Manila Water brings down its water supply deficit

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Operational adjustments are being implemented by Manila Water to protect the level of La Mesa Dam, which has already hit its critical level of 69 meters on March 6, 2019. As of May 22, water supply for the East Zone remains challenged with La Mesa Dam still at a level of 68 meters, about ten meters lower than its normal level of 78-79 meters, while Metro Manila’s main water source, Angat Dam, is at a level of 171, way below the minimum operating level of 180 meters.

Even in light of continued challenges in water supply availability and distribution, Manila Water has been able to bring down its supply deficit to 43 million liters per day (MLD) coming from 150 MLD in March this year. This despite the steady increase in demand owing to the warmer and more humid climate of late.

Manila Water group head for Corporate Strategic Affairs, Jeric T. Sevilla shared that this was made possible because of the good yield from the interim supply augmentation sources the company is working on. “Our Cardona Water Treatment Plant is now able to distribute more than 50 MLD to several towns in Rizal. This deloads our central distribution system which is supplied by the Balara Treatment Plants and we are able to more equitably distribute water within the East Zone of Metro Manila,” says Sevilla.

The water supply deficit in Metro Manila’s East Zone has been at an average of 150 MLD which further increases during the summer months. This was immensely felt by Manila Water customers in March when massive service interruptions were experienced following operational adjustments implemented by Manila Water to protect the level of La Mesa Dam, which has already hit its critical level of 69 meters on March 6, 2019. As of May 17, water supply for the East Zone remains challenged with La Mesa Dam still at a level of 68.48 meters, about ten meters lower than its normal level of 78-79 meters, while Metro Manila’s main water source, Angat Dam, is at a level of 173.48, way below the minimum operating level of 180 meters.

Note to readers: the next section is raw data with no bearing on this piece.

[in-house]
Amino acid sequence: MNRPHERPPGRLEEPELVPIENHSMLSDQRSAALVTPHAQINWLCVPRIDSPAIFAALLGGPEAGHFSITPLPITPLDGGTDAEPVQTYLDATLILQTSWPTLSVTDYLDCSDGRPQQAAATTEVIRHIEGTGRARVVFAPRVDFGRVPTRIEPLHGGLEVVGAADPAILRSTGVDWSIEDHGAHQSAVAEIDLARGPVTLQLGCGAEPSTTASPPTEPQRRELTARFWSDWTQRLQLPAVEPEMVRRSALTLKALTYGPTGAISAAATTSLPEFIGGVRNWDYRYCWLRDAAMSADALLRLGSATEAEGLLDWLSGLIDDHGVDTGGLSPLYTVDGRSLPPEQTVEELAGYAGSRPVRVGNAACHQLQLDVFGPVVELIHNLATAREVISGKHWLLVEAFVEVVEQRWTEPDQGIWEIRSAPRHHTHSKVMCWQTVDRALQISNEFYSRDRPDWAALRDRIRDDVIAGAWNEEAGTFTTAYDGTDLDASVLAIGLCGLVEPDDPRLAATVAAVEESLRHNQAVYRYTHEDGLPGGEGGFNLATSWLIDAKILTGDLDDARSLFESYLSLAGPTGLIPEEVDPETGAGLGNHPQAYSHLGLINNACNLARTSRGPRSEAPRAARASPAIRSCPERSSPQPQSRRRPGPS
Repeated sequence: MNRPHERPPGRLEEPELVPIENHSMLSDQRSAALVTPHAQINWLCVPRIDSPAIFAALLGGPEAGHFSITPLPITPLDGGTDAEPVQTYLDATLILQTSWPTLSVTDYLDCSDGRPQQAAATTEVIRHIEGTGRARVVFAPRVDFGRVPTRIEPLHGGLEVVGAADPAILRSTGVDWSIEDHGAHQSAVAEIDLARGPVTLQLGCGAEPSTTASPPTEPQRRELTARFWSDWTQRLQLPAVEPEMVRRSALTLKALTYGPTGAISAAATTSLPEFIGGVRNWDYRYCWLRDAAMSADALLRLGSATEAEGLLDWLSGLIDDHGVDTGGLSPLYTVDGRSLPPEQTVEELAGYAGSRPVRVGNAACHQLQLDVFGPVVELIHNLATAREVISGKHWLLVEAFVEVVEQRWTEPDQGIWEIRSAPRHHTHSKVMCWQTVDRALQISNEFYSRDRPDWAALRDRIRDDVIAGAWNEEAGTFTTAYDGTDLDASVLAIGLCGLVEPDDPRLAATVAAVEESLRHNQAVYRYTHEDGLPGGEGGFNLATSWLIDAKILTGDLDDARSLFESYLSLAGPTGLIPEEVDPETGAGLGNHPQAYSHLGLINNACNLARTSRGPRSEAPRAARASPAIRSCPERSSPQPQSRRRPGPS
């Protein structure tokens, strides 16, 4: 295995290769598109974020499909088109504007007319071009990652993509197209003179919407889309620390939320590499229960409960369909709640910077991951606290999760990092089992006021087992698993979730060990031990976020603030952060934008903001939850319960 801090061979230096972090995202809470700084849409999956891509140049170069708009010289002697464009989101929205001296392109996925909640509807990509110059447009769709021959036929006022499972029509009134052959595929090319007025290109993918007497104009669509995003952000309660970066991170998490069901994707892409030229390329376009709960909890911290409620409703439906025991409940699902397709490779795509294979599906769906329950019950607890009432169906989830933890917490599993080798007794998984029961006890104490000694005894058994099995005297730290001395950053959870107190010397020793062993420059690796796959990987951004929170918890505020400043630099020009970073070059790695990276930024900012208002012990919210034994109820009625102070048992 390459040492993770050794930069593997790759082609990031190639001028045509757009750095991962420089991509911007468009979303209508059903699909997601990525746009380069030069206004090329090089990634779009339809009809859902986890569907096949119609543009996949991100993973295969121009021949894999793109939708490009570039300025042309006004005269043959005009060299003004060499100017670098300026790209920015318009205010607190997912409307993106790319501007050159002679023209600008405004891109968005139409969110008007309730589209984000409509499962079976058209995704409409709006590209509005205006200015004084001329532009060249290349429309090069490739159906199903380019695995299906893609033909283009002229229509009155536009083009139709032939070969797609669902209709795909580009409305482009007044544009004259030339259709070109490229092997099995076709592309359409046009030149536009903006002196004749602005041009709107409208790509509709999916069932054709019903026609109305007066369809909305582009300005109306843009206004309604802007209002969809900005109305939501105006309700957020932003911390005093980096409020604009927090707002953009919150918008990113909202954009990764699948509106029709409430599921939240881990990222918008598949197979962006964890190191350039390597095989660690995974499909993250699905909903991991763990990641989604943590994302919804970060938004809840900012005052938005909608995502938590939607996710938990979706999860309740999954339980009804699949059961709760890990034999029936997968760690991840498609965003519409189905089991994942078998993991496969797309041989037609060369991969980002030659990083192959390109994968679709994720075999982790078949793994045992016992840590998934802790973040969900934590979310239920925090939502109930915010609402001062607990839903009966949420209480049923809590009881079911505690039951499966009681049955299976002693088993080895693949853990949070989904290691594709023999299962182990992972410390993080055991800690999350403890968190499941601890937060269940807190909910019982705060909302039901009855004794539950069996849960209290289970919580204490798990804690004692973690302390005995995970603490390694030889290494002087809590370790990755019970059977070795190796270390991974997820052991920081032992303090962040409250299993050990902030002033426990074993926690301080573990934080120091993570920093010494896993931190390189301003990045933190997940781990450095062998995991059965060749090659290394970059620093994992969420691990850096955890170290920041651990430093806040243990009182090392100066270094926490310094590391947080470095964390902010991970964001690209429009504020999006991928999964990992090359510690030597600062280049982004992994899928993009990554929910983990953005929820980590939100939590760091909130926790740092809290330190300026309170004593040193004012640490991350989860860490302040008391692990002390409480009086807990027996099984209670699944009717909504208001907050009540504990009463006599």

Aside from the 50 MLD from Cardona WTP, additional supply comes from rehabilitated deep wells which produce about 35.13 MLD and cross border flows at 15.74 MLD. “Securing the yield from these sources would help achieve the service recovery target of 24/7 water service to all customers of Manila Water, at 7 psi or pressure reaching up to the ground floor, compliant with the regulatory standards as well as the service obligations set in our Concession Agreement,” Sevilla further adds.


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